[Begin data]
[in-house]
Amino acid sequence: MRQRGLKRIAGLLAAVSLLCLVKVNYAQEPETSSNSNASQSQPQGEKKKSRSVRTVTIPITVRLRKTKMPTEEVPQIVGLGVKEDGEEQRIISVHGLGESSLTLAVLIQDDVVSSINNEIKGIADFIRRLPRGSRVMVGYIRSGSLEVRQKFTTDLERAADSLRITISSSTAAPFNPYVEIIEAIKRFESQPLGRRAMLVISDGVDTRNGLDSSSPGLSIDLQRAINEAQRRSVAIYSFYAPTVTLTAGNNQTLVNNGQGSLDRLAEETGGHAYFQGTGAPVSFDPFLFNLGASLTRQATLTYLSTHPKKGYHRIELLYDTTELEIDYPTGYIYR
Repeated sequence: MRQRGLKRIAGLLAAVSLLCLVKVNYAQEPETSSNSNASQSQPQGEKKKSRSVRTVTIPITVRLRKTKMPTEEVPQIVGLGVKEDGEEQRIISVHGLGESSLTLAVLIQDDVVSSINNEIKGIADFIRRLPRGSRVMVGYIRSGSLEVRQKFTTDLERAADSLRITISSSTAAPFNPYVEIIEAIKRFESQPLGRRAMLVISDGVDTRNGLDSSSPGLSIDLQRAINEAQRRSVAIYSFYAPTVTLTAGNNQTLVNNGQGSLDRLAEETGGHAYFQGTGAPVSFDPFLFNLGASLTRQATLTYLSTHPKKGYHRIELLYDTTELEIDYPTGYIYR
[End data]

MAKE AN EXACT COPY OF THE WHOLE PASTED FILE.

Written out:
[in-house]
Amino acid sequence: MRQRGLKRIAGLLAAVSLLCLVKVNYAQEPETSSNSNASQSQPQGEKKKSRSVRTVTIPITVRLRKTKMPTEEVPQIVGLGVKEDGEEQRIISVHGLGESSLTLAVLIQDDVVSSINNEIKGIADFIRRLPRGSRVMVGYIRSGSLEVRQKFTTDLERAADSLRITISSSTAAPFNPYVEIIEAIKRFESQPLGRRAMLVISDGVDTRNGLDSSSPGLSIDLQRAINEAQRRSVAIYSFYAPTVTLTAGNNQTLVNNGQGSLDRLAEETGGHAYFQGTGAPVSFDPFLFNLGASLTRQATLTYLSTHPKKGYHRIELLYDTTELEIDYPTGYIYR
Repeated sequence: MRQRGLKRIAGLLAAVSLLCLVKVNYAQEPETSSNSNASQSQPQGEKKKSRSVRTVTIPITVRLRKTKMPTEEVPQIVGLGVKEDGEEQRIISVHGLGESSLTLAVLIQDDVVSSINNEIKGIADFIRRLPRGSRVMVGYIRSGSLEVRQKFTTDLERAADSLRITISSSTAAPFNPYVEIIEAIKRFESQPLGRRAMLVISDGVDTRNGLDSSSPGLSIDLQRAINEAQRRSVAIYSFYAPTVTLTAGNNQTLVNNGQGSLDRLAEETGGHAYFQGTGAPVSFDPFLFNLGASLTRQATLTYLSTHPKKGYHRIELLYDTTELEIDYPTGYIYR